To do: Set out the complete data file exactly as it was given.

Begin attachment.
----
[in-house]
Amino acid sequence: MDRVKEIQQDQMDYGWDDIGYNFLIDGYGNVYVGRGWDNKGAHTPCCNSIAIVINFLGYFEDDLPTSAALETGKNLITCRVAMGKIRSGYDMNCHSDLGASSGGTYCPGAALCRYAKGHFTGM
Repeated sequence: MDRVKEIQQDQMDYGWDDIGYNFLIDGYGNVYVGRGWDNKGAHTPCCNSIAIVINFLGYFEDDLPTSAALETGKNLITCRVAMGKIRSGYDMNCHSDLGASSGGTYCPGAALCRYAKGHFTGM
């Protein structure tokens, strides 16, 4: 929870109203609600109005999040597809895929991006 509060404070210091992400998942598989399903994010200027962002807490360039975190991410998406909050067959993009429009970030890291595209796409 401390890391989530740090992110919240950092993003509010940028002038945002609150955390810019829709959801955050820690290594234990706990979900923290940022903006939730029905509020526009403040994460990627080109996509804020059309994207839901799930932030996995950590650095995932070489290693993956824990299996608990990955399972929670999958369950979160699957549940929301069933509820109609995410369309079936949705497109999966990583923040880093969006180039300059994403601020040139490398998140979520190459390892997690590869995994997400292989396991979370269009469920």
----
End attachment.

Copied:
[in-house]
Amino acid sequence: MDRVKEIQQDQMDYGWDDIGYNFLIDGYGNVYVGRGWDNKGAHTPCCNSIAIVINFLGYFEDDLPTSAALETGKNLITCRVAMGKIRSGYDMNCHSDLGASSGGTYCPGAALCRYAKGHFTGM
Repeated sequence: MDRVKEIQQDQMDYGWDDIGYNFLIDGYGNVYVGRGWDNKGAHTPCCNSIAIVINFLGYFEDDLPTSAALETGKNLITCRVAMGKIRSGYDMNCHSDLGASSGGTYCPGAALCRYAKGHFTGM
């Protein structure tokens, strides 16, 4: 929870109203609600109005999040597809895929991006 509060404070210091992400998942598989399903994010200027962002807490360039975190991410998406909050067959993009429009970030890291595209796409 401390890391989530740090992110919240950092993003509010940028002038945002609150955390810019829709959801955050820690290594234990706990979900923290940022903006939730029905509020526009403040994460990627080109996509804020059309994207839901799930932030996995950590650095995932070489290693993956824990299996608990990955399972929670999958369950979160699957549940929301069933509820109609995410369309079936949705497109999966990583923040880093969006180039300059994403601020040139490398998140979520190459390892997690590869995994997400292989396991979370269009469920």